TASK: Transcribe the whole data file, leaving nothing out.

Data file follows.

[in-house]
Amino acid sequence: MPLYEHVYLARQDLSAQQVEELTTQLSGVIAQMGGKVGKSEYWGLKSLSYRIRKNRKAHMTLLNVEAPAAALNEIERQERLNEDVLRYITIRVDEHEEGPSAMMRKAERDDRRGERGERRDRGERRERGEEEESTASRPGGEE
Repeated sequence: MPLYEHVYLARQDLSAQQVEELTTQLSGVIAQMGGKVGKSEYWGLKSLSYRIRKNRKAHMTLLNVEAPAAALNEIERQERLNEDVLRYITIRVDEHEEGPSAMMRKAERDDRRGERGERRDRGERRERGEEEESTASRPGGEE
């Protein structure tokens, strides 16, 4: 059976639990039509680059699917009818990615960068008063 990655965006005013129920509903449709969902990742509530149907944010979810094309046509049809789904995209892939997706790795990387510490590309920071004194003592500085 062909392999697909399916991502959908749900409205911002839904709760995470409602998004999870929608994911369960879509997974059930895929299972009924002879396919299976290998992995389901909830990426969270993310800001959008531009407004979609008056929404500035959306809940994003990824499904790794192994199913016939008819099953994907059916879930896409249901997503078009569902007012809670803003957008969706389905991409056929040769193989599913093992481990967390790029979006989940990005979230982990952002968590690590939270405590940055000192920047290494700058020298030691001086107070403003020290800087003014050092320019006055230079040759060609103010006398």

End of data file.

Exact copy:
[in-house]
Amino acid sequence: MPLYEHVYLARQDLSAQQVEELTTQLSGVIAQMGGKVGKSEYWGLKSLSYRIRKNRKAHMTLLNVEAPAAALNEIERQERLNEDVLRYITIRVDEHEEGPSAMMRKAERDDRRGERGERRDRGERRERGEEEESTASRPGGEE
Repeated sequence: MPLYEHVYLARQDLSAQQVEELTTQLSGVIAQMGGKVGKSEYWGLKSLSYRIRKNRKAHMTLLNVEAPAAALNEIERQERLNEDVLRYITIRVDEHEEGPSAMMRKAERDDRRGERGERRDRGERRERGEEEESTASRPGGEE
């Protein structure tokens, strides 16, 4: 059976639990039509680059699917009818990615960068008063 990655965006005013129920509903449709969902990742509530149907944010979810094309046509049809789904995209892939997706790795990387510490590309920071004194003592500085 062909392999697909399916991502959908749900409205911002839904709760995470409602998004999870929608994911369960879509997974059930895929299972009924002879396919299976290998992995389901909830990426969270993310800001959008531009407004979609008056929404500035959306809940994003990824499904790794192994199913016939008819099953994907059916879930896409249901997503078009569902007012809670803003957008969706389905991409056929040769193989599913093992481990967390790029979006989940990005979230982990952002968590690590939270405590940055000192920047290494700058020298030691001086107070403003020290800087003014050092320019006055230079040759060609103010006398």